This is why teachers leave teaching.


On Thursday, Mark Clarkson wrote a blog post that started off like this:

I seriously considered leaving education today. And if I had a viable exit strategy I might have taken it further.

Note the end of that sentence: a young, talented teacher with so much to offer the world feels like he has no ‘viable exit strategy’. There are thousands of teachers up and down the country feeling the same thing.

I should know. A few years ago I was one of them.

You should go and read Mark’s post. If you’re currently a classroom teacher you’ll be nodding your head at the bullet point after bullet point of bureaucratic, administrative nonsense he (and most other teachers) put up with. And if you’re not a teacher, you’ll be shocked.

On top of the ridiculous workload teachers like Mark experience each year, he notes that the benefits aren’t exactly stellar:

At the same time I am told that I will have to work for another 36 years. That I will receive less pension than I was promised… That tests are too easy. That my subject is not good enough. That I need to solve gaps in parenting. That I should receive performance related pay. That teachers are paid too much. That public sector workers in the north are paid too much. That teachers ‘cheat’ when the watchmen come. And today I’m told that ‘teachers don’t know what stress is‘.

I’ve been out of the classroom for just over two years now. And already my wife, a Primary school teacher, has to remind me what it’s like. I consider setting off together for work five minutes late a minor inconvenience. But for her, and many teachers, it can make or break their day. I’m fairly sure teachers know what stress is.

Although I would say this, I think we need a review of what we’re doing when it comes to schools. We can’t keep cannibalising the goodwill of people in an underpaid, overworked, increasingly-attacked profession. I think we need a public debate about the purpose(s) of education.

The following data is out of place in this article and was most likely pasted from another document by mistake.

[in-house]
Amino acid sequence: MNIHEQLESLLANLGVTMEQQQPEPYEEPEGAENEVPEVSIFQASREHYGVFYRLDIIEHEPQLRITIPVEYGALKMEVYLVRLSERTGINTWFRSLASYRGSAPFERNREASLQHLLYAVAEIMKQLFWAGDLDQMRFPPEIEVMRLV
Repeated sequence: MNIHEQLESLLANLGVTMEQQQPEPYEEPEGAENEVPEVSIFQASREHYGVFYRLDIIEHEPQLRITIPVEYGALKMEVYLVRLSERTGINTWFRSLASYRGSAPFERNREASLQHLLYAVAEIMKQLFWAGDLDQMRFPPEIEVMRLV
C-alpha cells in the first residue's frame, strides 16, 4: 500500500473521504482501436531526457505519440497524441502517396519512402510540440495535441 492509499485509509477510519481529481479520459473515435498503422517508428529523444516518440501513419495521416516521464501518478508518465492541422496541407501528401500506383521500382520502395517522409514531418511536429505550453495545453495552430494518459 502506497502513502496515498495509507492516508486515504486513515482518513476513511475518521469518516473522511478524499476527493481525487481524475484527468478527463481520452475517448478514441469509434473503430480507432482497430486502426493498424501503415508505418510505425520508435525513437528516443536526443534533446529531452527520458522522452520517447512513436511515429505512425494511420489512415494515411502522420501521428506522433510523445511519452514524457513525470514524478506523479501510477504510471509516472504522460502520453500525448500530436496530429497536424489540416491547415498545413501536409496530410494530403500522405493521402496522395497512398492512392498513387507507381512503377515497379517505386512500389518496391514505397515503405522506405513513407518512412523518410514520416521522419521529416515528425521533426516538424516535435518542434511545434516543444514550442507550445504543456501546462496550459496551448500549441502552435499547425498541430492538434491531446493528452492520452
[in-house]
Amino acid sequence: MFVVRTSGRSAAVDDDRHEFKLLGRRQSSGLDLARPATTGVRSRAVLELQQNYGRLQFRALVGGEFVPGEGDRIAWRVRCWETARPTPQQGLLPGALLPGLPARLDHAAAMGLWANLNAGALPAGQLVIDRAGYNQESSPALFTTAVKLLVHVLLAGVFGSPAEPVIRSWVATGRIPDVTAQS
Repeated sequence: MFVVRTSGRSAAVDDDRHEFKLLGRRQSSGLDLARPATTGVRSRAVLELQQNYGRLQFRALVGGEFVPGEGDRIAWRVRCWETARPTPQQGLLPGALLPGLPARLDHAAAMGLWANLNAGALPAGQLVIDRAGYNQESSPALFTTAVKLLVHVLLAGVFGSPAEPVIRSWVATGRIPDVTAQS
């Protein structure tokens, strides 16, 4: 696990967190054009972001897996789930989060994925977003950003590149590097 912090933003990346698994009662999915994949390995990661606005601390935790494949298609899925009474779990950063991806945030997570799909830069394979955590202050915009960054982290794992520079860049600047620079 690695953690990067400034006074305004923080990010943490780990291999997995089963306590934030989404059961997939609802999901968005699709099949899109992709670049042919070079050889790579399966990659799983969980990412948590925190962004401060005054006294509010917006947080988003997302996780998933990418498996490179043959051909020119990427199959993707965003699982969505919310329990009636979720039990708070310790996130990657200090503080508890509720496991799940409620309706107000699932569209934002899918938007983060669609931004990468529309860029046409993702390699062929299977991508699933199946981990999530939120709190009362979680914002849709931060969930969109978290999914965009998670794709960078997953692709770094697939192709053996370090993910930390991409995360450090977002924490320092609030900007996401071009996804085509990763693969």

I’ll give the last word to Mark. He echoes something I used to say repeatedly – until I decided enough was enough:

I’m not leaving teaching today, because there are still too many moments that I enjoy.

TEACHING is a great activity. Teaching, at the minute, doesn’t always feel like a great job.

 Image CC BY-NC paulbence


17 thoughts on “This is why teachers leave teaching.

  1. This is why I like to get a position between 60%-80% rate of effort over the 5 day work week. This means I get to do all my work in work time and when I go home I can actually cook dinner, walk the dogs, and watch a show, enjoy my children. What regular workers do in their evenings rather than mark and plan, research, answer email, etc. Yes, it kind of sucks getting paid 60-80% of the salary, but it’s worth my health, sanity, general well being not to mention the ability to get up in the morning and do it over and over again.

      • I’m feeling ‘burned out’. Disillusioned. I do well in teaching and I know I’m good at my job, but would I still be considered good at my job if I start to speak my mind and express how I REALLY feel about the education system and voice my concerns about ‘creative’ use of budgets? I think not. What can I do instead? If I had a viable option, I too, would leave.

  2. What field does one enter today realistically expecting to have the same job for 40 years?

    Who realistically expects a pension?

    Who realistically expects to be able to retire?

    The fact that a young teacher can even entertain those aspirations in the 21st century global economy show how out-of-touch the entire education community is. I sympathize with the young teacher, but he’s in a dead-end job in a dead-end institution in a dead-end economic sector. 

    • I think it’s reasonable to want to stay in a sector for a full career.
      I expect to get money out of something I put into.

      I expect to stop working before I die.